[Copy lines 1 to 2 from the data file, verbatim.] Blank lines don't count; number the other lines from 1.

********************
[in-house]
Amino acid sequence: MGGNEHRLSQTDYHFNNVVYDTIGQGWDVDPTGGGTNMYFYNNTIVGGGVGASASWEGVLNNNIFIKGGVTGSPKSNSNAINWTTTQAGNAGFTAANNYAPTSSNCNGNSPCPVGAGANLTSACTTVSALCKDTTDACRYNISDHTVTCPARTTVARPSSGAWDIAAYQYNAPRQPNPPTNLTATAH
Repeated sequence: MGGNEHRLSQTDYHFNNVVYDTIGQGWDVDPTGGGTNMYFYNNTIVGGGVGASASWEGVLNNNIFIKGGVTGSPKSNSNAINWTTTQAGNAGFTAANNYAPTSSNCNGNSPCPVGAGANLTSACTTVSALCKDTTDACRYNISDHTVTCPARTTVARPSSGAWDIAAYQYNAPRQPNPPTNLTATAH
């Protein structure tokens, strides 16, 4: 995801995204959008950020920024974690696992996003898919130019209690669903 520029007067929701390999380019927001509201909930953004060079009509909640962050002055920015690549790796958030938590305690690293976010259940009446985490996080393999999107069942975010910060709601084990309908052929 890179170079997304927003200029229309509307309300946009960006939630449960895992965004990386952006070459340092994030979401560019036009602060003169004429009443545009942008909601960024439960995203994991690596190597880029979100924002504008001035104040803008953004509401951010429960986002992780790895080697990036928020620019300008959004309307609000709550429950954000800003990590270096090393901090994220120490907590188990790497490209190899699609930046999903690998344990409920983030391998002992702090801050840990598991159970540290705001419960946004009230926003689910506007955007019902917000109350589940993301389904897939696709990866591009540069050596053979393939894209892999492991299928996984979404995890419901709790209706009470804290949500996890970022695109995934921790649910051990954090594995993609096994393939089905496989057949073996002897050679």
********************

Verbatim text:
[in-house]
Amino acid sequence: MGGNEHRLSQTDYHFNNVVYDTIGQGWDVDPTGGGTNMYFYNNTIVGGGVGASASWEGVLNNNIFIKGGVTGSPKSNSNAINWTTTQAGNAGFTAANNYAPTSSNCNGNSPCPVGAGANLTSACTTVSALCKDTTDACRYNISDHTVTCPARTTVARPSSGAWDIAAYQYNAPRQPNPPTNLTATAH